What is this about?
Just finished watching it and need to let it distill for a bit.
Meanwhile, I have some observations but unsure just now about how they all fit together.
Buster is avoiding eye contact. Mostly to avoid inflicting trauma to others who might catch his "evil eye". First it's people. Two folk on the street are horrified to see him, then an older woman faints (or dies) at the sight of him.
Later it's animals, a dog and a cat. Then a bird. Then a fish. He's working his way down the line of sentience. He does draw the line at inanimate objects -- in particular, the rocking chair which has some carved features in the back that resemble "eyes". A couple times Buster examines the seat and seems to hesitate, then evidently decides against covering up the chair's "eyes".
There are also "eyes" in the cardboard satchel that he opens. Three times he's about to untie the cord that wraps around two buttons and is reminded by these circular orbs that he needs to tend to covering up the eyes of the bird and the fish.
So does he want to protect someone from seeing him? Or is he protecting himself from being seen?
He certainly doesn't want to catch a glimpse of himself in the mirror. He is very careful around the window, but I assume that is to avoid being seen by others outside, not so much to avoid catching a reflection of himself.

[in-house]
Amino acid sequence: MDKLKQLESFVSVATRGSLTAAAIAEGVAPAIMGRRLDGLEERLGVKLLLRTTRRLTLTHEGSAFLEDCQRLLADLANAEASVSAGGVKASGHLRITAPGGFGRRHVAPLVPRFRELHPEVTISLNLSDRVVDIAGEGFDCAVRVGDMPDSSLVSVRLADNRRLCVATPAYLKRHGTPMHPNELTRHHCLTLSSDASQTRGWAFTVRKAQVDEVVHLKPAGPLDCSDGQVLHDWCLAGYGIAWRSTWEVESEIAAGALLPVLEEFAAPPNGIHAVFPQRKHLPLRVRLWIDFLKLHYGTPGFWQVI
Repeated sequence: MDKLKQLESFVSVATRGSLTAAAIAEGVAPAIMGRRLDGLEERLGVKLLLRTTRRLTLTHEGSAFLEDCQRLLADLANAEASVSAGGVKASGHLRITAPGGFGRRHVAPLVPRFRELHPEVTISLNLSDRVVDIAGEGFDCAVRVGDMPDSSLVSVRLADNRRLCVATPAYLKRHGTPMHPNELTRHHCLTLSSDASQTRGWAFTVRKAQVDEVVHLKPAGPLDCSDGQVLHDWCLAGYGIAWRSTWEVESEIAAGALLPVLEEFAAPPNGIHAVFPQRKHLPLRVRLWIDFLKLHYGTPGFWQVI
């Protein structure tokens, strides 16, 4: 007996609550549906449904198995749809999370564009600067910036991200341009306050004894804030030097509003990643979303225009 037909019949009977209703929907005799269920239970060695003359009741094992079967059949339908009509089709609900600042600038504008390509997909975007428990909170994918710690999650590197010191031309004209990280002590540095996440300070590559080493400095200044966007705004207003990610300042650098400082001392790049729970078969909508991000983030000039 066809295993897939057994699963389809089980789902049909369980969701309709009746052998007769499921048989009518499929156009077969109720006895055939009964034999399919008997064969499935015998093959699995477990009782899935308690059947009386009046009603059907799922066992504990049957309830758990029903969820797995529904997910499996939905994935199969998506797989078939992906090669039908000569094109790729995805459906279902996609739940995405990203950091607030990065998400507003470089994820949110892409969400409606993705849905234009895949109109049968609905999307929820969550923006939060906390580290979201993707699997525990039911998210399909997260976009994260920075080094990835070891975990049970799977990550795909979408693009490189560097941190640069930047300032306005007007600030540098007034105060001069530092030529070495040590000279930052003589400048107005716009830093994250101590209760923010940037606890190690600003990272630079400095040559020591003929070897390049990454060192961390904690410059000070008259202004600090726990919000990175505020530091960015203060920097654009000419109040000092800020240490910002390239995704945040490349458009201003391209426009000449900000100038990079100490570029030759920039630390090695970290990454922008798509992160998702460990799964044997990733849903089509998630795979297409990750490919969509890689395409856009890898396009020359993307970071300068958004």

He certainly detests the photograph hanging on the wall of a Sumerian god -- a statue with gigantic eyes staring back at him. He rips it down and stomps on it.
And finally there is the artful camerawork which follows Buster around, but never catches a glimpse of his face. We the viewer are protected from him, by happenstance it seems. Once when he nods off in his chair "we" begin to sneak around to peer at him but he wakes up with a start and turns away to see what's going on.
Finally the old man falls asleep. The camera spins about the room. Until now it has vacillated between objective and subjective Points of View, varying at times between our view of Buster and viewing through Buster's eyes. But now in the end the camera is looking down upon Buster's sleeping face for the first time ... and it is neither our view nor his. But both. For we are looking through his eyes at himself. Buster looks up and gazes with horror at .... himself.
(What the hell?)
Finally the old man buries his face in his hands.
Oh, and he's been wearing an eye patch all along. FILM ends as it begins, with a close-up on Keaton's wrinkled eyelids opening and closing on his one single eye.
Then there's all that business where he keeps checking his pulse. That coupled with his review of (and destruction of) the contents of the cardboard satchel, which turn out to be photographs that chronicle the highlights of his life ...
It seems he's summing up his days. And is bitter about it ... (as he prepares for his death?)
A little off-topic:
Was this one of the great man's last films? I've heard that it was a difficult shoot, given he had to stomp around the heat of New York City in the summertime wearing a heavy overcoat. And was he yet feeling the strain of the lung cancer which would later take him?
Given FILM's eerie subject matter, these may have been very strange days for Mr. Keaton.